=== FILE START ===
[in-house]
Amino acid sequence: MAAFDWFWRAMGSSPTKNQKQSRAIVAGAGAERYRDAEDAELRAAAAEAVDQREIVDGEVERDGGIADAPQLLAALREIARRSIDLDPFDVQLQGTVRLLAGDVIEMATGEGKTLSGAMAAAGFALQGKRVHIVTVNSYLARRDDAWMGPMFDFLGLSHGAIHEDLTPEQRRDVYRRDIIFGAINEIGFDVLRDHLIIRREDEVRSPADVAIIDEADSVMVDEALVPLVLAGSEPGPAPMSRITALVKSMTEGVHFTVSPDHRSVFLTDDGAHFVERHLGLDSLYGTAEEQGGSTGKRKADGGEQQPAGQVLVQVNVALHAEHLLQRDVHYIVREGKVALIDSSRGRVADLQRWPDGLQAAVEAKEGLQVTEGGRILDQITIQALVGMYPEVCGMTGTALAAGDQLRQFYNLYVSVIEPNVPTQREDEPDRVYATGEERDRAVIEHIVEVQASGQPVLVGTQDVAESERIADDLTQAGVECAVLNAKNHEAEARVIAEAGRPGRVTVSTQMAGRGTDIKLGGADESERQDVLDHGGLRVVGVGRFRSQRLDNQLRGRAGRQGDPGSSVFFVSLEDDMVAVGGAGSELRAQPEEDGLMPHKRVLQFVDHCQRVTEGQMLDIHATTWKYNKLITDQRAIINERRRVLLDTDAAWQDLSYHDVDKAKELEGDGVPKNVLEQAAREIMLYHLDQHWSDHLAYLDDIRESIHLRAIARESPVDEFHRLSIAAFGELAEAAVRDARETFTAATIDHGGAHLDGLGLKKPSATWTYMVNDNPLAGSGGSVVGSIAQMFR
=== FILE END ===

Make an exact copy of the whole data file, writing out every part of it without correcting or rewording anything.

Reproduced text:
[in-house]
Amino acid sequence: MAAFDWFWRAMGSSPTKNQKQSRAIVAGAGAERYRDAEDAELRAAAAEAVDQREIVDGEVERDGGIADAPQLLAALREIARRSIDLDPFDVQLQGTVRLLAGDVIEMATGEGKTLSGAMAAAGFALQGKRVHIVTVNSYLARRDDAWMGPMFDFLGLSHGAIHEDLTPEQRRDVYRRDIIFGAINEIGFDVLRDHLIIRREDEVRSPADVAIIDEADSVMVDEALVPLVLAGSEPGPAPMSRITALVKSMTEGVHFTVSPDHRSVFLTDDGAHFVERHLGLDSLYGTAEEQGGSTGKRKADGGEQQPAGQVLVQVNVALHAEHLLQRDVHYIVREGKVALIDSSRGRVADLQRWPDGLQAAVEAKEGLQVTEGGRILDQITIQALVGMYPEVCGMTGTALAAGDQLRQFYNLYVSVIEPNVPTQREDEPDRVYATGEERDRAVIEHIVEVQASGQPVLVGTQDVAESERIADDLTQAGVECAVLNAKNHEAEARVIAEAGRPGRVTVSTQMAGRGTDIKLGGADESERQDVLDHGGLRVVGVGRFRSQRLDNQLRGRAGRQGDPGSSVFFVSLEDDMVAVGGAGSELRAQPEEDGLMPHKRVLQFVDHCQRVTEGQMLDIHATTWKYNKLITDQRAIINERRRVLLDTDAAWQDLSYHDVDKAKELEGDGVPKNVLEQAAREIMLYHLDQHWSDHLAYLDDIRESIHLRAIARESPVDEFHRLSIAAFGELAEAAVRDARETFTAATIDHGGAHLDGLGLKKPSATWTYMVNDNPLAGSGGSVVGSIAQMFR